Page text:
Equality is fitfully in the news. Demonstrators demand higher taxes on the “rich.” Would-be NDP leader Brian Topp says the “rich” should pay more. In the U.S., a smattering of economists and business people – even Warren Buffett – insists the very wealthy should pony up.
Deficits are large, social programs need to be funded, the poor are growing. Ergo, the rich should pay more. So goes the simplistic argument.
In Canada, we have fussed a great deal about equality, but not of the income kind. Instead, we’ve spent much money and changed laws to deal with equality of regions and equality (or equity) of ethnicity and gender.
In 2011-2012, the federal government will spread $14.7-billion around Canada under the equalization program, which is enshrined in the Constitution. Quebec will receive $7.8-billion, Ontario $2.2-billion, Manitoba $1.6-billion, New Brunswick $1.4-billion, Nova Scotia $1.1-billion and Prince Edward Island $329-million. (Newfoundland and Saskatchewan no longer qualify, but bedraggled Ontario now does.)
It’s a jerry-rigged system based on a formula no mere mortal can understand, and it produces bizarre results (as in Manitoba, with a very low unemployment rate, getting $1.6-billion). But the program shows that Canada does pay attention and big money (almost $15-billion) to one kind of equality – regional equality – so all provinces can provide roughly comparable levels of public services.
Alongside equalization in the Constitution is the “equality rights” section, a Canadian legal innovation that outlaws discrimination based on “race, national or ethnic origin, colour, religion, sex, age or mental or physical disability.” Public debates, to say nothing of certain legal cases, are infused with arguments about equal treatment of men and women, whether people “of colour” are discriminated against, and whether disabled people are treated fairly.
There seems to be a near consensus in Canada that equalization among provinces’ ability to deliver services is a public good. And there also seems to be widespread agreement that equality of persons’ rights, or at the very least the elimination of discrimination, is a public good, although one sometimes more sought after than achieved.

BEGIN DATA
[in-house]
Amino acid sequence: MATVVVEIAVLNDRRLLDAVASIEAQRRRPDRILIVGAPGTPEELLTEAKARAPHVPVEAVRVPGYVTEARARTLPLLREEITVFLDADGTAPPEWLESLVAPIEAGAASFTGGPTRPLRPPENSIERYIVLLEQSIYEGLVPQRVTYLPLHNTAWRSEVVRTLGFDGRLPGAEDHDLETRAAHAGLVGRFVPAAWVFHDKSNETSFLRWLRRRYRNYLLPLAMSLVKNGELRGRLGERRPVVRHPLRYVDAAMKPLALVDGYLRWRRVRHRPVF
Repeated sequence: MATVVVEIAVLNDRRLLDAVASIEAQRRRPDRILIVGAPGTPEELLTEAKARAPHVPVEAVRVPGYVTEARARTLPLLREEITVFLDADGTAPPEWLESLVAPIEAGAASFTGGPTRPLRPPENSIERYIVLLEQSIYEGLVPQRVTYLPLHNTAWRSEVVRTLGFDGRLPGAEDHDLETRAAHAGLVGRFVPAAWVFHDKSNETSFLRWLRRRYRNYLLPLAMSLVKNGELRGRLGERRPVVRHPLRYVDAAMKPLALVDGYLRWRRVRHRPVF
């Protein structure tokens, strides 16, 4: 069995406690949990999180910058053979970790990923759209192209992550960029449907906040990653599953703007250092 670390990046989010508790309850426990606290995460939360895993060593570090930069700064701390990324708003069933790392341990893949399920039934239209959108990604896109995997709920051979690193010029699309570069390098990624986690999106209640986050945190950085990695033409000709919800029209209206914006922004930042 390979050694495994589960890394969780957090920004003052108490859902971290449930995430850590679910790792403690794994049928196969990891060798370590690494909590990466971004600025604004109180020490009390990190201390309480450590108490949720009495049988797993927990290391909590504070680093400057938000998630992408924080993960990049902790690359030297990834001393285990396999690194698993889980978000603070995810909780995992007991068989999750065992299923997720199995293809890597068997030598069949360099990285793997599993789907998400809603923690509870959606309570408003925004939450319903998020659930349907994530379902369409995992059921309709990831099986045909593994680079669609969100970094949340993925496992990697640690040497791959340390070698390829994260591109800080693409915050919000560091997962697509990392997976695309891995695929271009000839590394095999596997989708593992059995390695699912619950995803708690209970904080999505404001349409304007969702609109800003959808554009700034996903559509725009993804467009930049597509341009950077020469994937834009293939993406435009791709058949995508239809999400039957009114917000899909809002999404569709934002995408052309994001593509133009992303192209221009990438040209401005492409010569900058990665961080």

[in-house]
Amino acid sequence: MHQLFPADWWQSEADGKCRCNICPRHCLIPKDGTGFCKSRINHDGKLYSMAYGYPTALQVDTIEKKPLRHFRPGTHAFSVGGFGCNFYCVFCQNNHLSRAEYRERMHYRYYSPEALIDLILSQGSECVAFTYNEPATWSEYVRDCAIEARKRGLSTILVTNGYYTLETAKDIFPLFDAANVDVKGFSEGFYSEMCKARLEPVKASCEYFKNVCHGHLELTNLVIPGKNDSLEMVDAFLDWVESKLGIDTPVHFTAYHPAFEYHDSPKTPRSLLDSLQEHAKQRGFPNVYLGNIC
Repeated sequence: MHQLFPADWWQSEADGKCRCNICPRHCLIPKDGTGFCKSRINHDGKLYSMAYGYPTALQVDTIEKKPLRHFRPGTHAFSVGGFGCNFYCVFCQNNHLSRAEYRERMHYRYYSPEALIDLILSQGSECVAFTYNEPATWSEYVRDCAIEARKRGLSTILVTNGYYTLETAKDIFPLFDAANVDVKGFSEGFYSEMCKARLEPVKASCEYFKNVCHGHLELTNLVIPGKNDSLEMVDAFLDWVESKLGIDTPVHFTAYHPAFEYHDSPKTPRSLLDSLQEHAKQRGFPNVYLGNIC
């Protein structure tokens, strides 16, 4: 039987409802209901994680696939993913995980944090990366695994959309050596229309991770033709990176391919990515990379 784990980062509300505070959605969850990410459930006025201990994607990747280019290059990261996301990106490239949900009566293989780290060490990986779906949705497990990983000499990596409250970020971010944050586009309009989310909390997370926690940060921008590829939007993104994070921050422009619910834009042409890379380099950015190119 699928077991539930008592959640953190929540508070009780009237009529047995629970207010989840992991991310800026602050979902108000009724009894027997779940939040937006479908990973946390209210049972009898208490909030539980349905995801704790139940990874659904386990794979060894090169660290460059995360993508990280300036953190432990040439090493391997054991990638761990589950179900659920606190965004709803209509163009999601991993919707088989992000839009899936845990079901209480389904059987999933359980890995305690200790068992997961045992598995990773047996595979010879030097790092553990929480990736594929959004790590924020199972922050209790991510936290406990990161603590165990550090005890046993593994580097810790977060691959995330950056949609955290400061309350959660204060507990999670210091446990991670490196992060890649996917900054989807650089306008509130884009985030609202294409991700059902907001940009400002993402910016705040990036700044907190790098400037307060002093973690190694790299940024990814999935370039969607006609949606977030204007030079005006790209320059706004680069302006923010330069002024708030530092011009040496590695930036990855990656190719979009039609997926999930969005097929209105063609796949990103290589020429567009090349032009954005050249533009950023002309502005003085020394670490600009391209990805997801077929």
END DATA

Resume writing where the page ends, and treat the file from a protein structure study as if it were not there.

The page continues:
The strides that women have made and the inclusion of multicultural groups in Canadian life in the past generation have been noteworthy, even remarkable. No country in the world has been more successful with its multicultural experiment than Canada, testimony to which is the number of delegations from other countries arriving here to study how it works.
Income inequality, however, seems to be the kind of inequality that Canadians don’t talk about much. Even the NDP seems to have changed its pitch in recent elections, appealing incessantly to the “middle class.”
In the past 20 years, according to the Conference Board of Canada, income inequality in Canada has increased. During that period, only the top 20 per cent of income earners increased their share of national income, with the “super rich,” or the top 1 per cent, doing best of all.
The U.S. is the most unequal Western democracy according to the Gini coefficient, a measure of income inequality. Britain is also quite unequal. Canada stands between these anglosphere countries and the more equal continental Europeans.
Why Canada and other societies have become more unequal in an income sense is a complicated business, and taxing the “rich” won’t do much to turn the trends around. Figuring out who qualifies as “rich” is somewhat subjective after we include the top 2 per cent or 3 per cent. And taxing them more doesn’t actually raise all that much money; to get real dollops of cash, governments have to tax people who consider themselves “middle class.” That’s when things get politically awkward.
Nonetheless, it’s worth talking about income inequality – the cause of its widening, the consequences of that widening, solutions. Canadians apparently feel more comfortable talking about, and acting on, the other kinds of equality rather than more equality of income.